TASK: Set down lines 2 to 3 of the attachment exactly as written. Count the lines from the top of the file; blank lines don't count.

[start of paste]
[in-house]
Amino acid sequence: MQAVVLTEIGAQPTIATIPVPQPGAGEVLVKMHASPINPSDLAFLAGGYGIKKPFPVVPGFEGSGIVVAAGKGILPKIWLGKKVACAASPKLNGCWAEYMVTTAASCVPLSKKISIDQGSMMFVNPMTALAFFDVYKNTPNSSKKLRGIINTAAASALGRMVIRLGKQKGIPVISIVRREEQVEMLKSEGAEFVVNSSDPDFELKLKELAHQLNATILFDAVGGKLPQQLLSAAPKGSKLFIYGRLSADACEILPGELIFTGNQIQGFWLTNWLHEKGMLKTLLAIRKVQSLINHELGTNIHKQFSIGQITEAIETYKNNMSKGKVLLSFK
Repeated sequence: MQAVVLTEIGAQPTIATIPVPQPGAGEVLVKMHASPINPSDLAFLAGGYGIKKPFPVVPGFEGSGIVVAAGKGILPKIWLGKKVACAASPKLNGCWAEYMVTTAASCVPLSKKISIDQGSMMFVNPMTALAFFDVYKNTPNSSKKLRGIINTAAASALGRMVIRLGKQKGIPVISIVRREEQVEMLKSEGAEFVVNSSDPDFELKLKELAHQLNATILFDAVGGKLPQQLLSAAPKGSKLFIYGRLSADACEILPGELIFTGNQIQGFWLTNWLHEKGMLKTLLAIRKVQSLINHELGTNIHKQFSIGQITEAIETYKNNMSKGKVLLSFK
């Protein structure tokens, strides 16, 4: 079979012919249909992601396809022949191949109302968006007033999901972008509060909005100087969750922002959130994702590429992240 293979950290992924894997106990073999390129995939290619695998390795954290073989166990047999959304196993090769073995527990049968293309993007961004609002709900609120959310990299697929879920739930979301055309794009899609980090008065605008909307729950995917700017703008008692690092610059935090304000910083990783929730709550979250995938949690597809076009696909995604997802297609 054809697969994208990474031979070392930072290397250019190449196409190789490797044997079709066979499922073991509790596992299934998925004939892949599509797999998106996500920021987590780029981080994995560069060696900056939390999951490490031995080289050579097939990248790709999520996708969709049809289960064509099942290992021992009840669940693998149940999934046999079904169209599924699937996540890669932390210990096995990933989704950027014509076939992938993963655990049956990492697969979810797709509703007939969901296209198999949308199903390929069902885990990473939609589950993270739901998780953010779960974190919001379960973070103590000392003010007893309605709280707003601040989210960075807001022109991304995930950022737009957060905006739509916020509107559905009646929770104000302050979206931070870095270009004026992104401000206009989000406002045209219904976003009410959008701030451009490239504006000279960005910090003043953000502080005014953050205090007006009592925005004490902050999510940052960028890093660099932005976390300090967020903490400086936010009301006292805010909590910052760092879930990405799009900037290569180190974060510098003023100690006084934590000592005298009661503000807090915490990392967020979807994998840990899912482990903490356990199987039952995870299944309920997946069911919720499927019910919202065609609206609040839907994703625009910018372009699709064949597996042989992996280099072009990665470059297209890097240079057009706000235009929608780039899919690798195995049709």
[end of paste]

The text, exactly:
Amino acid sequence: MQAVVLTEIGAQPTIATIPVPQPGAGEVLVKMHASPINPSDLAFLAGGYGIKKPFPVVPGFEGSGIVVAAGKGILPKIWLGKKVACAASPKLNGCWAEYMVTTAASCVPLSKKISIDQGSMMFVNPMTALAFFDVYKNTPNSSKKLRGIINTAAASALGRMVIRLGKQKGIPVISIVRREEQVEMLKSEGAEFVVNSSDPDFELKLKELAHQLNATILFDAVGGKLPQQLLSAAPKGSKLFIYGRLSADACEILPGELIFTGNQIQGFWLTNWLHEKGMLKTLLAIRKVQSLINHELGTNIHKQFSIGQITEAIETYKNNMSKGKVLLSFK
Repeated sequence: MQAVVLTEIGAQPTIATIPVPQPGAGEVLVKMHASPINPSDLAFLAGGYGIKKPFPVVPGFEGSGIVVAAGKGILPKIWLGKKVACAASPKLNGCWAEYMVTTAASCVPLSKKISIDQGSMMFVNPMTALAFFDVYKNTPNSSKKLRGIINTAAASALGRMVIRLGKQKGIPVISIVRREEQVEMLKSEGAEFVVNSSDPDFELKLKELAHQLNATILFDAVGGKLPQQLLSAAPKGSKLFIYGRLSADACEILPGELIFTGNQIQGFWLTNWLHEKGMLKTLLAIRKVQSLINHELGTNIHKQFSIGQITEAIETYKNNMSKGKVLLSFK